Crosscurrents March 2001

Maus Culture

Maus Culture

From DC and Marvel to the latest wave of serious graphic novels, the comic book has come of age

The closest a character comes to the cartoonish is Sacco's portrait of himself, always drawn in the same outfit, facial proportions a little out of whack, wearing glasses that blank out his eyes. Although he is present throughout the book, his self-portrayal suggest that he is not the story; he's just another awkward journalist. I was reminded of my childhood hero Tintin, himself ostensibly a reporter, composed of a few simple lines suggesting a face, surrounded by a carefully delineated world.

Panel from 'Safe Area Gorazde'

From Safe Area Gorazde by Joe Sacco

At 240 pages, it took me awhile to warm up to Safe Area Gorazde. Accustomed to comics having more of a cinematic story arc, I kept waiting for one to kick in. It was a little like settling into one's seat at the multiplex for the latest Hollywood no-brainer and being shown Frontline. But little by little, Sacco layers details—of his experience, of the history of the former Yugoslavia, of survivors' tales, but most importantly, of what he saw. Not only does Sacco render brilliantly the crater-pocked streets of Gorazde, the faces of amputees in bombed-out hospitals, the uniforms of the Serb military, but he draws in detail the design on the package of the ubiquitous Drina cigarettes and the hairstyles of the girls he meets who ask him to bring Levi's 501s from Sarajevo.

Panel from 'Safe Area Gorazde'

Faces of terror in Sacco's Gorazde

Such accumulation of exact visual detail pulled at me. Comic books, unlike movies or television, let the consumer choose when to cut from image to image, and I found myself lingering on certain of Sacco's more horrific drawings of Serb atrocities. Soon, those images were haunting me. I finished the book shaken and slightly embarrassed to realize that I had finally gained a decent understanding of the Balkan situation—and I had gained it with a comic book in my hands.

Maybe comic books originally created heroes who could transmogrify, and stretch, and fly, because no other medium could do it so well. Since then, film has caught up with and swiftly surpassed comics as the eye-candy of choice. No one I know wasn't mesmerized by the admittedly bone-rattling effects in the otherwise hokey The Matrix. And comic-book adaptations have become giant business: a film version this past summer of The X-Men shocked analysts by raking in more than fifty million dollars its opening weekend, and deservedly so. Director Bryan Singer finally got a comic-book film right. His (by industry standards) subdued blockbuster was a fan's film—a superhero's origin tale devoid of camp. This year also saw the art houses descended upon by the flying Wudan warriors of Ang Lee's Crouching Tiger, Hidden Dragon, characters who, before the advent of wire-bound stuntwork and digital wire removal, were probably better suited to a comic-book page.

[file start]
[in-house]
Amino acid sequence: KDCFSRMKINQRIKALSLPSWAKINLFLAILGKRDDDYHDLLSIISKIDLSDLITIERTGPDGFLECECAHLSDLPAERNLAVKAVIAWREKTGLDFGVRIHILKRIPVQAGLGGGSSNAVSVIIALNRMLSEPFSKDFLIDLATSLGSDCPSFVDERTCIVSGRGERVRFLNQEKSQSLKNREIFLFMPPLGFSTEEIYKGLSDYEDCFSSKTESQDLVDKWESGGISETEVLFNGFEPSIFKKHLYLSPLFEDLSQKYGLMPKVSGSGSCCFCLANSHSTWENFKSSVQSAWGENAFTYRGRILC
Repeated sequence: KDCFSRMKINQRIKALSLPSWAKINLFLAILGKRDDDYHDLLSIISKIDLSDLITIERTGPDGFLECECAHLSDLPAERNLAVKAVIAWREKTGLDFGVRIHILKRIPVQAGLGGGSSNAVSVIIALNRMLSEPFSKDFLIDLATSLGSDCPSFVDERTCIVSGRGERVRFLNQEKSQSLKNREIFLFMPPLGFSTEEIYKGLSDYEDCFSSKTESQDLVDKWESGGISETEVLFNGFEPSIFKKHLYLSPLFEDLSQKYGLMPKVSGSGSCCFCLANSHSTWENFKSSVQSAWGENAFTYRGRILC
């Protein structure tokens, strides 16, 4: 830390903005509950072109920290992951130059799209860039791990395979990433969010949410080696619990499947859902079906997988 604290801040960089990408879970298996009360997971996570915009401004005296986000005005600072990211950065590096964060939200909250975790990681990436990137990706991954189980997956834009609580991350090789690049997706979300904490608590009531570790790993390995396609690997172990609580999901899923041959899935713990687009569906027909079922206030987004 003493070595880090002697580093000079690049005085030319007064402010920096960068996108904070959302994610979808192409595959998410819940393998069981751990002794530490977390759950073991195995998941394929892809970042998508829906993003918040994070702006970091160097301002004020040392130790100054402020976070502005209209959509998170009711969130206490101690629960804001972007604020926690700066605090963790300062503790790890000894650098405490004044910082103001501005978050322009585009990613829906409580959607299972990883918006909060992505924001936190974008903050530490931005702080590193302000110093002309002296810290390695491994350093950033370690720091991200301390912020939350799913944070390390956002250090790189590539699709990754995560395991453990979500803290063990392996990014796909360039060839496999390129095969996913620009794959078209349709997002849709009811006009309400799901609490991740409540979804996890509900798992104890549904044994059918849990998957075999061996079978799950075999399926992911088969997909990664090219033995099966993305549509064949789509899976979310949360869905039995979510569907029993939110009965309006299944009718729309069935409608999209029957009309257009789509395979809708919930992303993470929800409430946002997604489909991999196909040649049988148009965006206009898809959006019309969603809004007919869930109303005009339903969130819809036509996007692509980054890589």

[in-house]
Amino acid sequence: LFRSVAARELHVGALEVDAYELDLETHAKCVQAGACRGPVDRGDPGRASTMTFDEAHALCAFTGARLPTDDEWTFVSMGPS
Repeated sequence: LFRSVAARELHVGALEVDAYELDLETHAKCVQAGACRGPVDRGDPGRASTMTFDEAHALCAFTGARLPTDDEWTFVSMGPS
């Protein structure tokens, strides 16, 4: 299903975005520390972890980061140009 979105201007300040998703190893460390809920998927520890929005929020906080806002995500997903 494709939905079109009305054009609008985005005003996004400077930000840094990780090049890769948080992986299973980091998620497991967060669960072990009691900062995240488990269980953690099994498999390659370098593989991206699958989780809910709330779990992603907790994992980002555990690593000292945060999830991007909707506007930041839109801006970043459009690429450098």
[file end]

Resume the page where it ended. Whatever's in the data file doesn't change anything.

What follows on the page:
With movies becoming more like comics, perhaps comic books can return the favor and encroach on the terrain left open by an increasingly effects-driven movie industry. "In a world where PhotoShop has outed the photograph to be a liar," Spiegelman has said, "one can now allow artists to return to their original function—as reporters." Safe Area Gorazde was as good a documentary as I've experienced in any form in a long time, and certainly the only comic book I've come across since Maus that I would recommend to my grandfather.

On the back of Little Lit: Folklore and Fairy Tale Funnies, a new anthology for children edited by Art Spiegelman and Francoise Mouly, is the quip, "Comics—they're not just for grown-ups anymore!" It sums up the current situation perfectly. Despite the adolescent culture we've backed our way into over the past half-century, there is still a critical prejudice in favor of adult material over children's material. The consensus among most people, including those who dole out TV awards every other week, is that The West Wing, a silly fantasy for adults, is a more intelligent show than Buffy the Vampire Slayer, a witty allegory of adolescence. As I survey the new landscape of adult comics—and much as I admire the achievements of Spiegelman, Sacco, and the rest—I nevertheless hope there is still room for comic books about mutant vigilantes. I hope the talented artists don't all migrate away from genre writing, looking for greater prestige on the display tables. In the meantime, I'll enjoy the new respectability afforded to comic books in general. Maybe I'll take Tintin with me on the train. Everyone will think I'm smart.

Peter Swanson is a freelance writer based in Boston.
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